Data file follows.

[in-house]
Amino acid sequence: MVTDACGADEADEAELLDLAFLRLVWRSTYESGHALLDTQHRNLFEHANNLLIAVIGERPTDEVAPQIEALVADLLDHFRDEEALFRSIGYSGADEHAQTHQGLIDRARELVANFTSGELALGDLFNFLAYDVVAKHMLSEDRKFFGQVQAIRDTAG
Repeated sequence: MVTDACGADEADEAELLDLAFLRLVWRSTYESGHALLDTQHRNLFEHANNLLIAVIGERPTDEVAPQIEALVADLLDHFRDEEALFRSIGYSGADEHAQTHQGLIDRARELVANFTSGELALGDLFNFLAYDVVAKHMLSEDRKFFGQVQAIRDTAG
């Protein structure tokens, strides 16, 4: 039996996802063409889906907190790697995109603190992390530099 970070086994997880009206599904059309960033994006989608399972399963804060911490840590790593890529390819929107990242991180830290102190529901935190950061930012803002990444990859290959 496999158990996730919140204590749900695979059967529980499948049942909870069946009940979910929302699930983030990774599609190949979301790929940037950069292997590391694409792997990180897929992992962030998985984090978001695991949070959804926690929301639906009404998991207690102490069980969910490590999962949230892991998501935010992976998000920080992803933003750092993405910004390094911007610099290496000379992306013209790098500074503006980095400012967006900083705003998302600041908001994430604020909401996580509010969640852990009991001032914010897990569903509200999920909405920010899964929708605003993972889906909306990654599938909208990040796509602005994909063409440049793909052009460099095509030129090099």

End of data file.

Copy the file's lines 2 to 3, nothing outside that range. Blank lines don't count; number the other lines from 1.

Amino acid sequence: MVTDACGADEADEAELLDLAFLRLVWRSTYESGHALLDTQHRNLFEHANNLLIAVIGERPTDEVAPQIEALVADLLDHFRDEEALFRSIGYSGADEHAQTHQGLIDRARELVANFTSGELALGDLFNFLAYDVVAKHMLSEDRKFFGQVQAIRDTAG
Repeated sequence: MVTDACGADEADEAELLDLAFLRLVWRSTYESGHALLDTQHRNLFEHANNLLIAVIGERPTDEVAPQIEALVADLLDHFRDEEALFRSIGYSGADEHAQTHQGLIDRARELVANFTSGELALGDLFNFLAYDVVAKHMLSEDRKFFGQVQAIRDTAG